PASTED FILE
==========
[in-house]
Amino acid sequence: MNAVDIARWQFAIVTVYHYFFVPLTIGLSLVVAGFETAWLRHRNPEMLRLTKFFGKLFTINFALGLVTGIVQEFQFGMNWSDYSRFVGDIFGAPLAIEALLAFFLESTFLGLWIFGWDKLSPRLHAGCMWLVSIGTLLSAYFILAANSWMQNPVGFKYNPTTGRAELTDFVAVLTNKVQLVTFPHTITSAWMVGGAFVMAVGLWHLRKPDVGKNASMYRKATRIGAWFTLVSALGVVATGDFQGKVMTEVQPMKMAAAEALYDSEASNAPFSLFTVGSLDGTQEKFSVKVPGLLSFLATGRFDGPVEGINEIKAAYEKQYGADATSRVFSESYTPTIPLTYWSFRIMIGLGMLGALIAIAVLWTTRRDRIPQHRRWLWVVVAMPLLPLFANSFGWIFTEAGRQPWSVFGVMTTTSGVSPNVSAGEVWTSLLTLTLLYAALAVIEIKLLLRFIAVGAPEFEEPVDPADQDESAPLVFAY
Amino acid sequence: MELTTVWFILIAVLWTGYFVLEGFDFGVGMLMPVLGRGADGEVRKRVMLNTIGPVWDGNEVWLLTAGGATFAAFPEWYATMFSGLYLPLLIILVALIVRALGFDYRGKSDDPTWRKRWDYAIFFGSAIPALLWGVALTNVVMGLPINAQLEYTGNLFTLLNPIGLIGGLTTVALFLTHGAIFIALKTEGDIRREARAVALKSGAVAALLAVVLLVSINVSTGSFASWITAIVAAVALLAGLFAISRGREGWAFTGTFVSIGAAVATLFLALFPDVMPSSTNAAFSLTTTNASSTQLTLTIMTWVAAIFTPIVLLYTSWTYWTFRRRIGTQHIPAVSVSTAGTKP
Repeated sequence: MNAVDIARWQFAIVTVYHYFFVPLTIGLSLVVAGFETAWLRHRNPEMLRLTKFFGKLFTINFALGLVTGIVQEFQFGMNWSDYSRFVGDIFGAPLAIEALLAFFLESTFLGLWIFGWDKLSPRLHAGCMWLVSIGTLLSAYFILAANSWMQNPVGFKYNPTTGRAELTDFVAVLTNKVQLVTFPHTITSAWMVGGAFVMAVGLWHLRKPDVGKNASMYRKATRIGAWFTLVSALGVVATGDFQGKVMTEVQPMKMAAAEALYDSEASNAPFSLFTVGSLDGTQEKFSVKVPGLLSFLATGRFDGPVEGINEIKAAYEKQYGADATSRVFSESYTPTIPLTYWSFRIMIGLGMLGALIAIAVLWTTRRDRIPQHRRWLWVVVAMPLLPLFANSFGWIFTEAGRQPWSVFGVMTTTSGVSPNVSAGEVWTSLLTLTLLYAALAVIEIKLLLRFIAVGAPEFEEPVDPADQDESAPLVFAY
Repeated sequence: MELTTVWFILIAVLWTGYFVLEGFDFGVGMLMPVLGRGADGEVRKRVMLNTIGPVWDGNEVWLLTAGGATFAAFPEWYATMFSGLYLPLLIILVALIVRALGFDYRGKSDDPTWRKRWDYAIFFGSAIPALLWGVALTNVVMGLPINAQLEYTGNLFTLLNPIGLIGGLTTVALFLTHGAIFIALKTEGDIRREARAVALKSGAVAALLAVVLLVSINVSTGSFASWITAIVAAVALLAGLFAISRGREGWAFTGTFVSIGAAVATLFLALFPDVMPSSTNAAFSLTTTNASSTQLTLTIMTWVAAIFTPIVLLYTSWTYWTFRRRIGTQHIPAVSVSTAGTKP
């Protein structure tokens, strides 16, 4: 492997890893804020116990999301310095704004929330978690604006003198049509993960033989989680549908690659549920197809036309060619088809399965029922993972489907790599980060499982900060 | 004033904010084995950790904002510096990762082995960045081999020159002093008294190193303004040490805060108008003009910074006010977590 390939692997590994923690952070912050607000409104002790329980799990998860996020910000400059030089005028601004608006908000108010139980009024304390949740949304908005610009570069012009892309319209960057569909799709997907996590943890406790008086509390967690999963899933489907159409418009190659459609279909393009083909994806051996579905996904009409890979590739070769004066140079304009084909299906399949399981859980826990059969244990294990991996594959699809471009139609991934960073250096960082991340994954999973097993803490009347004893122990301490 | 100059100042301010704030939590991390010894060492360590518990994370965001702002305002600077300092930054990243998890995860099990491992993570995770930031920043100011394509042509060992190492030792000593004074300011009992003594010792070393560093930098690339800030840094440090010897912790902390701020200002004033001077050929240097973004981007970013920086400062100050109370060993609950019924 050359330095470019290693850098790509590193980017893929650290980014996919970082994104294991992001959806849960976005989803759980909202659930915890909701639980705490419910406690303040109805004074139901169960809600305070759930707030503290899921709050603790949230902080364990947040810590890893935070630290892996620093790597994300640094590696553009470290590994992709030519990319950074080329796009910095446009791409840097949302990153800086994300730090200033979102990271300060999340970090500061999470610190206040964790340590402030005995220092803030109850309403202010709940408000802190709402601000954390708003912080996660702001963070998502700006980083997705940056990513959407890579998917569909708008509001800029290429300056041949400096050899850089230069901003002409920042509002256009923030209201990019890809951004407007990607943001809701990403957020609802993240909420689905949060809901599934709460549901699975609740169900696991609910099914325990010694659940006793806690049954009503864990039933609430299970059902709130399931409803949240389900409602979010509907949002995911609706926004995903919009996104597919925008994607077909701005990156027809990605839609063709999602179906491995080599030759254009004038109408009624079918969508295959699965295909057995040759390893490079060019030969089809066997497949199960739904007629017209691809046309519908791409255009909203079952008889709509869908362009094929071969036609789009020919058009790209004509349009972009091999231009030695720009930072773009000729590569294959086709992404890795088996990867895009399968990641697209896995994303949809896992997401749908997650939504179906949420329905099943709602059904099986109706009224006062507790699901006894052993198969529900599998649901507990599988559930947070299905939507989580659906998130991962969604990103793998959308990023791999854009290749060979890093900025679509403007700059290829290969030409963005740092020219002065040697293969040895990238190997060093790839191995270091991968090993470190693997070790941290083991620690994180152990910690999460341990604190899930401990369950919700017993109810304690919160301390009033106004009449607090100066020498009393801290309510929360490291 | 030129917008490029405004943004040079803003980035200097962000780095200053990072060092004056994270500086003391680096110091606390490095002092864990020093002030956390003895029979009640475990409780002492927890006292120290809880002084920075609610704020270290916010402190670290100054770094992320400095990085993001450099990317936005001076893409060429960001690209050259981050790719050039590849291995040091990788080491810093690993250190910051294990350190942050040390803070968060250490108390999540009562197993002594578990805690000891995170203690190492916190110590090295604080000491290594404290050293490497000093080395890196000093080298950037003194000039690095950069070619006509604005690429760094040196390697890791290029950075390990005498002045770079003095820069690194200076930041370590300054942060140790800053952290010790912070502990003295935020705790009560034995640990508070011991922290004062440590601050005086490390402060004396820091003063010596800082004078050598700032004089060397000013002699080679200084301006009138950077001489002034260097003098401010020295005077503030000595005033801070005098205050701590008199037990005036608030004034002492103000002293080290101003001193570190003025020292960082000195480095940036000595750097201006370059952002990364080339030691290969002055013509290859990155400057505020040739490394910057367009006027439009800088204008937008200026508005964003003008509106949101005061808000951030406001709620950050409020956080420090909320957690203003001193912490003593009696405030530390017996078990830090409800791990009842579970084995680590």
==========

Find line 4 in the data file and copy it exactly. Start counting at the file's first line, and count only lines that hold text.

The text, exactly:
Repeated sequence: MNAVDIARWQFAIVTVYHYFFVPLTIGLSLVVAGFETAWLRHRNPEMLRLTKFFGKLFTINFALGLVTGIVQEFQFGMNWSDYSRFVGDIFGAPLAIEALLAFFLESTFLGLWIFGWDKLSPRLHAGCMWLVSIGTLLSAYFILAANSWMQNPVGFKYNPTTGRAELTDFVAVLTNKVQLVTFPHTITSAWMVGGAFVMAVGLWHLRKPDVGKNASMYRKATRIGAWFTLVSALGVVATGDFQGKVMTEVQPMKMAAAEALYDSEASNAPFSLFTVGSLDGTQEKFSVKVPGLLSFLATGRFDGPVEGINEIKAAYEKQYGADATSRVFSESYTPTIPLTYWSFRIMIGLGMLGALIAIAVLWTTRRDRIPQHRRWLWVVVAMPLLPLFANSFGWIFTEAGRQPWSVFGVMTTTSGVSPNVSAGEVWTSLLTLTLLYAALAVIEIKLLLRFIAVGAPEFEEPVDPADQDESAPLVFAY